The thing is, now I'm back teaching third graders. Who are still kind of second graders in my mind, but quickly adjusting themselves by springing up inches by the week and startling the shit out of me during listen-and-repeat by suddenly sounding like the army, rather than a pack of mice.
Everyone knows I love third graders best. The first half of the year when I get to teach them is always my happiest. The first graders are cute as shit, but you can't play with them on the same level. The issue of English comprehension aside, they're too young to catch some jokes and too sensitive to take them in the spirit in which they are intended sometimes. I like third graders because they're tougher, more ornery and quicker on the uptake.
Yesterday afternoon, some massive West Side Story fucking bullshit was meant to go down between about 20 of our third graders, and 20 third graders each from two other neighboring junior highs. Duking it out to see who the top Jjang for the year is going to be. I don't really have anything else to say about that, because it's just kind of, as my co-teacher put it today, "cute". The Handsome PE Teacher caught wind of what was going on before it could actually erupt into anything (much to the students' relief, I'm sure) and broke it all up. I hear this year's Jjang is quite benevolent and well-liked by the other students, although, as is always the case with the Jjang, he has somehow managed to completely escape my notice until now.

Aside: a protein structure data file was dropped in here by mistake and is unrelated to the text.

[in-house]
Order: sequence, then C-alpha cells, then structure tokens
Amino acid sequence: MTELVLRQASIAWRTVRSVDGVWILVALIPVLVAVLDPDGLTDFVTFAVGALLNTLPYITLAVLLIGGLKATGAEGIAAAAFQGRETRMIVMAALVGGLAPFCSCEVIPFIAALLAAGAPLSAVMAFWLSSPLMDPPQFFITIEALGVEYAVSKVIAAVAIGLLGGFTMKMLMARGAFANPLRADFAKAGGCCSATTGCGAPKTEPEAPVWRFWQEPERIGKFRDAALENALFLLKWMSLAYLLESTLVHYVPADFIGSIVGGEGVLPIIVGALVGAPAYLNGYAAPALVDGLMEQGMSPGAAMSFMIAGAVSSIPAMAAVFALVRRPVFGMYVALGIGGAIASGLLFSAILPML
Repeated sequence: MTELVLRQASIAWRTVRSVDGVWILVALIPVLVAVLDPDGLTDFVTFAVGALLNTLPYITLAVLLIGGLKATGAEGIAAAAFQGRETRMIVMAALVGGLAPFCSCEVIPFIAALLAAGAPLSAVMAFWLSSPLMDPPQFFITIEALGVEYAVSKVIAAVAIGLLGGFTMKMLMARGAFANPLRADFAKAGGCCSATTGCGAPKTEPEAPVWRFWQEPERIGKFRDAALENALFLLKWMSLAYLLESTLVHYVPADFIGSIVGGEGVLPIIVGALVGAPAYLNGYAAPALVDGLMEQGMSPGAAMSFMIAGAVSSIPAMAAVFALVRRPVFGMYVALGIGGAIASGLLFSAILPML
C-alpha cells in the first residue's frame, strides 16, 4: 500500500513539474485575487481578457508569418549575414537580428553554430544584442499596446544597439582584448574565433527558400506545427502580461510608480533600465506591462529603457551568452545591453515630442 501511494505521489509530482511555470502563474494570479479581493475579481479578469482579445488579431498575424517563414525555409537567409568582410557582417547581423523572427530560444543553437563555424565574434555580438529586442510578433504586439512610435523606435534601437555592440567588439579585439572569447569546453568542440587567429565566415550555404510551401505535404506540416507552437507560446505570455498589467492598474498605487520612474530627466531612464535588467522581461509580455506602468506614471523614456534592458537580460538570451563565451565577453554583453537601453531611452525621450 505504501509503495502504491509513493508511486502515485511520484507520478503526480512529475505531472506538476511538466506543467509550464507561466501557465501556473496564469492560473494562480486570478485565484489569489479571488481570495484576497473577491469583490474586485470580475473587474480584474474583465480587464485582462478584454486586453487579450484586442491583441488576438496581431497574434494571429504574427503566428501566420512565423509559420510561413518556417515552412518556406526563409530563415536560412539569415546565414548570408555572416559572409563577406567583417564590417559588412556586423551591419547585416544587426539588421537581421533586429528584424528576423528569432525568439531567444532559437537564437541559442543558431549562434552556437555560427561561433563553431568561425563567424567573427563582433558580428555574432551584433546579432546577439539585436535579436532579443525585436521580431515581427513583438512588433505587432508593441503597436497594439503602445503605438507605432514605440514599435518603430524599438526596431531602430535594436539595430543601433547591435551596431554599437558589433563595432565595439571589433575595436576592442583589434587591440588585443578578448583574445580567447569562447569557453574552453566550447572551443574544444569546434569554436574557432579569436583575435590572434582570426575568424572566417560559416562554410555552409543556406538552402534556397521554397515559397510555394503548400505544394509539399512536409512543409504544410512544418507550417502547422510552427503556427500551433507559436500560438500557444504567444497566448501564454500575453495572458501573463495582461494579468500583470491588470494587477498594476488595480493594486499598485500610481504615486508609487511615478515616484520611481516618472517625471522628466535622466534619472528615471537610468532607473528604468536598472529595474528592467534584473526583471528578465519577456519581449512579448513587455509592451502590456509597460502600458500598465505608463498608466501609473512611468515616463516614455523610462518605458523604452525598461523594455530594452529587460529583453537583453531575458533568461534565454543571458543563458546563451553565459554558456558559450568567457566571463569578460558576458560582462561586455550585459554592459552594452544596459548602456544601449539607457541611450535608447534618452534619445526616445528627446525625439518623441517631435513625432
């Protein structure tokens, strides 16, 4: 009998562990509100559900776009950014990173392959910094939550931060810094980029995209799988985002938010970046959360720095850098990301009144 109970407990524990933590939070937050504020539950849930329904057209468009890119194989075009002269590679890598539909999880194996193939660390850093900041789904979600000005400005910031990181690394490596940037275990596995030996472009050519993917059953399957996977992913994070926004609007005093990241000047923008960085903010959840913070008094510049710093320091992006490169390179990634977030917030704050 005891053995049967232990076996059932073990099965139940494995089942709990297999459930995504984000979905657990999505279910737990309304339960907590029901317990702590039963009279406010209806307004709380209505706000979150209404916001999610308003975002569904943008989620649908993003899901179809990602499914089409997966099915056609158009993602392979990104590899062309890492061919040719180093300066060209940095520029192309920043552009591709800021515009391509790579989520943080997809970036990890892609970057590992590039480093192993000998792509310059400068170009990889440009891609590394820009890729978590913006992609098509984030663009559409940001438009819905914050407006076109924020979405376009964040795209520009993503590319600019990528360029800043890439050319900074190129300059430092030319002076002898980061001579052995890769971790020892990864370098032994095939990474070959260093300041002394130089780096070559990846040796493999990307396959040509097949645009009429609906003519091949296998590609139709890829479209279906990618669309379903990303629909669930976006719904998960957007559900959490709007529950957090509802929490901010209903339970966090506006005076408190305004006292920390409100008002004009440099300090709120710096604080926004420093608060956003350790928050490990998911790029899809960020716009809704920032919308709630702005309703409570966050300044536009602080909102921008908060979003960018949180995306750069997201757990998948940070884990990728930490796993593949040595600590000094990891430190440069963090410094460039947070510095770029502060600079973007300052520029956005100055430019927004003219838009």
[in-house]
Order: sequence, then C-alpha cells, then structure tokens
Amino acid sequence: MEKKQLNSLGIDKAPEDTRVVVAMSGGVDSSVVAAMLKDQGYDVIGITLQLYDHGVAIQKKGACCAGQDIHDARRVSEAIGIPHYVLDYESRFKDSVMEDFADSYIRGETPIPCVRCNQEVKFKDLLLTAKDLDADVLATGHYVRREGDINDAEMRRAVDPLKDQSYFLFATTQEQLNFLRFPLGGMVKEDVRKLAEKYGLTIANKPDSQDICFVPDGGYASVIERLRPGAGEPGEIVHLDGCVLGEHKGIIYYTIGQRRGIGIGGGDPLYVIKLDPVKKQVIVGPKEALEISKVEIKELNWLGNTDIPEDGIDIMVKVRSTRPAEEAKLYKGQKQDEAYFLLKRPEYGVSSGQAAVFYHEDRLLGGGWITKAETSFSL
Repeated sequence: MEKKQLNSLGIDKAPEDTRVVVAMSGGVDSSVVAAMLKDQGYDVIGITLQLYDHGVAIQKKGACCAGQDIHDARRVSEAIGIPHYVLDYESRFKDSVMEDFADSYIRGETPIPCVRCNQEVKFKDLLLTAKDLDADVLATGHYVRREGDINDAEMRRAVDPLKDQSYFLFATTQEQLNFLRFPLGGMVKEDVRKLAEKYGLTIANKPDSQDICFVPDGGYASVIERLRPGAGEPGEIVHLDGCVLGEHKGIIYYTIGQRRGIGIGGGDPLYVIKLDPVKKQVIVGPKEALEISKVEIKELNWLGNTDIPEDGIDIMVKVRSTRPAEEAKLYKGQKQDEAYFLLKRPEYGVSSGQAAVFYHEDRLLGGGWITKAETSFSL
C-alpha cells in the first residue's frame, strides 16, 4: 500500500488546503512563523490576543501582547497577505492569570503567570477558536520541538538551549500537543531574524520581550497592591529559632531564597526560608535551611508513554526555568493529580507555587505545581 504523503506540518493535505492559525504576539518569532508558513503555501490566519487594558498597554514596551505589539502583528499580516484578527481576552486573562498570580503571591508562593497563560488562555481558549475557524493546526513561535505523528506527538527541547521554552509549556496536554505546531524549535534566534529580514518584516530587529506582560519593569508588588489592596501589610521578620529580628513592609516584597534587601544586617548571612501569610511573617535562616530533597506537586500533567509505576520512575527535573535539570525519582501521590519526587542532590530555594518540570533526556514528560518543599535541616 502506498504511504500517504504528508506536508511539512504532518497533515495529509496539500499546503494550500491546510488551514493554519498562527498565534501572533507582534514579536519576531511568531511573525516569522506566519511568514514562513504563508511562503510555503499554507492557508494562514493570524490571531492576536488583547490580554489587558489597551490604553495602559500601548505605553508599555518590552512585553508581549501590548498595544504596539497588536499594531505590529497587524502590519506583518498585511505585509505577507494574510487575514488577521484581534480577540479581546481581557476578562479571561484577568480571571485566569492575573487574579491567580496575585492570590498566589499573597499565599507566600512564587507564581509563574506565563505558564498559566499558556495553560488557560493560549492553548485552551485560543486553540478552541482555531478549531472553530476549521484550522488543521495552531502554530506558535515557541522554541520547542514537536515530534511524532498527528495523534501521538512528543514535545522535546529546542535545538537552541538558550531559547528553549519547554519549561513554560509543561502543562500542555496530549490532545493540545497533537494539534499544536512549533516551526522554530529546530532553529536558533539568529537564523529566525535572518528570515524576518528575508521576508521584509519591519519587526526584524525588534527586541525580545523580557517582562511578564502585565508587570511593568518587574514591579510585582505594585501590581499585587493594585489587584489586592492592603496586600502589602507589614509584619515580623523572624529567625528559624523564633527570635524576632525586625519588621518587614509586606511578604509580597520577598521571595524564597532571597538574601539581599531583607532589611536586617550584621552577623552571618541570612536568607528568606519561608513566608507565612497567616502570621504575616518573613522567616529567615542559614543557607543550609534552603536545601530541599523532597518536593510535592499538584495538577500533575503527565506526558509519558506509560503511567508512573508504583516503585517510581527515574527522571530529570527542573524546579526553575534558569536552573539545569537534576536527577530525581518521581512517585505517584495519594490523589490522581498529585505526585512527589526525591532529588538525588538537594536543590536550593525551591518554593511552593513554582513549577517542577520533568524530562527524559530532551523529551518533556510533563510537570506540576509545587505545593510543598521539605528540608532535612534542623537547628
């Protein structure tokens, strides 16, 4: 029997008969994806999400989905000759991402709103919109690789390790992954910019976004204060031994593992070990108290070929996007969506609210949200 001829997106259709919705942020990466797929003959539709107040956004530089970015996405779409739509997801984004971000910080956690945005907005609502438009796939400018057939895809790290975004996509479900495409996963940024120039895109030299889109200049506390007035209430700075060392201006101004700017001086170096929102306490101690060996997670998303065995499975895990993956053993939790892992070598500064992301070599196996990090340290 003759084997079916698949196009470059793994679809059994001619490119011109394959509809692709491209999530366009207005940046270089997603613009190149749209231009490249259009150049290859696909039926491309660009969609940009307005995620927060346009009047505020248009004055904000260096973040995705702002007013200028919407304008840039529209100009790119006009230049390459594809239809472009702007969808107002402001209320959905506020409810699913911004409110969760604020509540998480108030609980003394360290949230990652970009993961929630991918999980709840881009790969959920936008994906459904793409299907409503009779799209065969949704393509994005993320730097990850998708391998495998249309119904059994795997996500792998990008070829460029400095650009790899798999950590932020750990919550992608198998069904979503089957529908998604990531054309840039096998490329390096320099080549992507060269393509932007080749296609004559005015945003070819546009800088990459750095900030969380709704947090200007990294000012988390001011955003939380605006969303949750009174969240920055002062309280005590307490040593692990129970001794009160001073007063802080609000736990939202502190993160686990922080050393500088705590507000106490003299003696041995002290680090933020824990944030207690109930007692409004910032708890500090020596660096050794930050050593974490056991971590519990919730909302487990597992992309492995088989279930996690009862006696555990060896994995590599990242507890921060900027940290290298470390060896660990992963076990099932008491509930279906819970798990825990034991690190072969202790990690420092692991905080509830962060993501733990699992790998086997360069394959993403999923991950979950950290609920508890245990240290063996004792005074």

Today, one of the students involved in the fight (in other words, a member of the new Jjang Crew) came into my class about two minutes late. Ordinarily, this wouldn't be much of a big deal, but it's the beginning of the semester and everyone is still on their best behavior. And anyway, you've got to get in there early with the Jjang Crew.
I called him up to the front of the class, and his classmates jeered. I don't normally do that unless someone is just being completely horrible. To get called up to the front straight away is a pretty big deal in my class. I turned him to face outward toward the other students and asked him why he was late. He answered that he had been in the teachers' office talking to his homeroom teacher. Why were you talking to you homeroom teacher?
Uh. Ah. Um.
.... Did you do something bad?
Student from the back: "Teacher he bad boy!"
"Are you a bad boy?"
His face is going all red, but he's smiling. Because he's realized this is all a bit of a joke and he's not actually in trouble.
Another student from somewhere in the middle: "Baramdoongi!"
"Are you a playboy? Huh?"
At this point he makes toward the door and I yank him back. His face is turning purple, and he hides in his hands with his back turned to the class, who are now coming out of their seats, jeering in both Korean and English.
I turn to the class: "Is he a playboy?"
"How many girlfriends does he have? Three?"
"Ten girlfriends? Oh my god. You must be busy. How did you get ten girlfriends? Hey.... are his girlfriends pretty?"
"All ugly? Half and half?"
"Eight ugly, two so-so!"
"Well... two so-so is not bad."
At this point the kid is sort of straddling the line between laughing and crying. He knows it's funny, but he also kind of wants to die. Which is how you win over the Jjang Crew. The important thing to remember is, you never, ever pull this shit with the actual Jjang. If that happens, you'll have a year long mutiny on your hands. Jjangs are actually very, very fragile you see.
It's good to be back.